Authentic voices. Remarkable stories. AOL On Originals showcase the passions that make the world a more interesting place.
Journey to the Draft is an organic, unscripted, docu-series that follows three college football players, all with promising professional careers. These young men attend different schools across the country and play a variety of positions on the field, but at the end of the day they share one goal:to play in the NFL. The AOL docu-series follows players Leonard Williams, Kevin White and Marcus Peters.
Connected features the personal stories of six New Yorkers woven together into one of the most intimate series ever. This groundbreaking show changes the nature of storytelling by giving each character a camera to document their lives. The result is a unique format revealing as different as everyone appears to be, we are all universally Connected.
Wake up to your world in 2 minutes.
Jews and Money. Asian Drivers. Polish IQ. CPT… that's racist! But where do these stereotypes come from? Comedian Mike Epps explores the backstories of this humor and how history and fact often distorts into a snide – but sometimes funny – shorthand.
"INSPIRED" features celebrities, visionaries and some of the biggest newsmakers of our generation, recounting the stories behind their biggest, life-changing moments of inspiration.
In a compelling series of verite encounters, Win Win provides unique access into the minds and lives of the world’s most-celebrated entrepreneurs and athletes.
Explore what it means to be human as we rush head first into the future through the eyes, creativity, and mind of Tiffany Shlain, acclaimed filmmaker and speaker, founder of The Webby Awards, mother, constant pusher of boundaries and one of Newsweek’s “women shaping the 21st Century.”
Nicole Richie brings her unfiltered sense of humor and unique perspective to life in a new series based on her irreverent twitter feed. The show follows the outspoken celebrity as she shares her perspective on style, parenting, relationships and her journey to adulthood.
Comedy is hard, but teaching comedy to children is hilariously difficult. Kevin Nealon is giving the challenge to some world-famous comedians. As these young minds meet with comedy’s best, get ready to learn some valuable comedy lessons, and to laugh!
James Franco loves movies. He loves watching them, acting in them, directing them, and even writing them. And now, he’s going to take some of his favorite movie scenes from the most famous films of all time, and re-imagine them in ways that only James can.
The story of punk rock singer Laura Jane Grace of Against Me! who came out as a woman in 2012, and other members of the trans community whose experiences are woefully underrepresented and misunderstood in the media.
Executive produced by Zoe Saldana (who will be the subject of one episode), a celebrity travels back to their hometown to pay tribute to the one person from their past (before they were famous) who helped change their life by giving them an over-the-top, heart-felt surprise.
Enter the graceful but competitive world of ballet through the eyes of executive producer, Sarah Jessica Parker. This behind-the-scenes docudrama reveals what it takes to perform on the ultimate stage, the New York City Ballet. Catch NYCB on stage at Lincoln Center.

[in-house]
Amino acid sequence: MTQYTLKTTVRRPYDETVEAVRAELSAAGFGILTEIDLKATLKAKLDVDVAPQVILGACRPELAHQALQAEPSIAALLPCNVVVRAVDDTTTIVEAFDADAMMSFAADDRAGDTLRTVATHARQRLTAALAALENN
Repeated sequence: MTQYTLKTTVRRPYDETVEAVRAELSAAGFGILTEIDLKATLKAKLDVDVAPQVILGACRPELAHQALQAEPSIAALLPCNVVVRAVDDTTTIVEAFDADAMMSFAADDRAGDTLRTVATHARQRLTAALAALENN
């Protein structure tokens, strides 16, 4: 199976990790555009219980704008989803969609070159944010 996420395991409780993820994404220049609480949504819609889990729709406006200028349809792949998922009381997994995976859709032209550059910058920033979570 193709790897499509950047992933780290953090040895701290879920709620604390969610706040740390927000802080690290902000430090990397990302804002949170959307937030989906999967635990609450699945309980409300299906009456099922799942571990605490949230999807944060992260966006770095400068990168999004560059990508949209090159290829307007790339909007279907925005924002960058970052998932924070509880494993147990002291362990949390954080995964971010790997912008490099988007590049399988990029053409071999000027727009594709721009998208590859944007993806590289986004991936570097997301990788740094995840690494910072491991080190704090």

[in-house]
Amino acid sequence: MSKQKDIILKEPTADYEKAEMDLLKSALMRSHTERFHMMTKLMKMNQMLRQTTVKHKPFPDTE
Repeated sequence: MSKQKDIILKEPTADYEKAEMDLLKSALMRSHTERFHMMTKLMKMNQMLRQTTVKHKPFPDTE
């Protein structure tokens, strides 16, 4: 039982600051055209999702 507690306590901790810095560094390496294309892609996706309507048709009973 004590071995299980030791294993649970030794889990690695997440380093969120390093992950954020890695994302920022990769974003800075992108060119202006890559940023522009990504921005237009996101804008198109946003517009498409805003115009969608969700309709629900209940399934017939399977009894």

Steve Adsley says thoughts of his kids helped keep him going during seven days trapped on his bathroom floor after a stroke ...
left him unable to stand. The Dawson Creek, B.C., man drank toilet bowl water to survive.
Tags:canadian press,b.c. man,b.c. stroke,dawson creek,one week in bathroom,steve adsley,stroke survival,stroke survivor,toilet bowl,toilet water,trapped in bathroom
Grab video code:
Water from a toilet bowl and thoughts of his family kept a 62-year-old Dawson Creek, B.C., man alive for a week when a stroke left him partially paralyzed on his bathroom floor.Sitting in a wheelchair at the Holy Family Hospital in Vancouver, Steve Adsley calmly recounted his harrowing seven-day misery after he collapsed in his condominium on June 26.Jammed between the vanity and the toilet, the retired financial controller and father of three said he struggled to move his body but his entire left side was paralyzed.He yelled for help to his neighbours, but said he knew they were at work. Hours passed, and Adsley said he grew thirsty, so with his good right arm, he unscrewed a small cup that covers the toilet bolt and began to scoop water from the bowl.He said he drank it, and there was no "ick factor.""It's not great but it beats no water," he said when asked about the taste. "When you lay there for awhile (with) no water you get thirsty, and you have to have water."He said he continued his yelling but grew tired, noting it's not possible to yell for 24 hours."You can only yell for a couple hours and you lose your voice," he said. "You get too tired to yell."Realizing his best chances of being heard were in the early mornings and evenings when his neighbours were leaving for or returning from work and were outside in the parking lot, Adsley said he waited for those windows of opportunity."I would yell, 'help, I need help," as loud with 'help' as I possibly could, and I'd yell like that for about 15 minutes and then your voice gets weak and help comes out less loud," he said.Adsley said while he isn't someone who grows despondent by nature, by the third day he began to question his survival.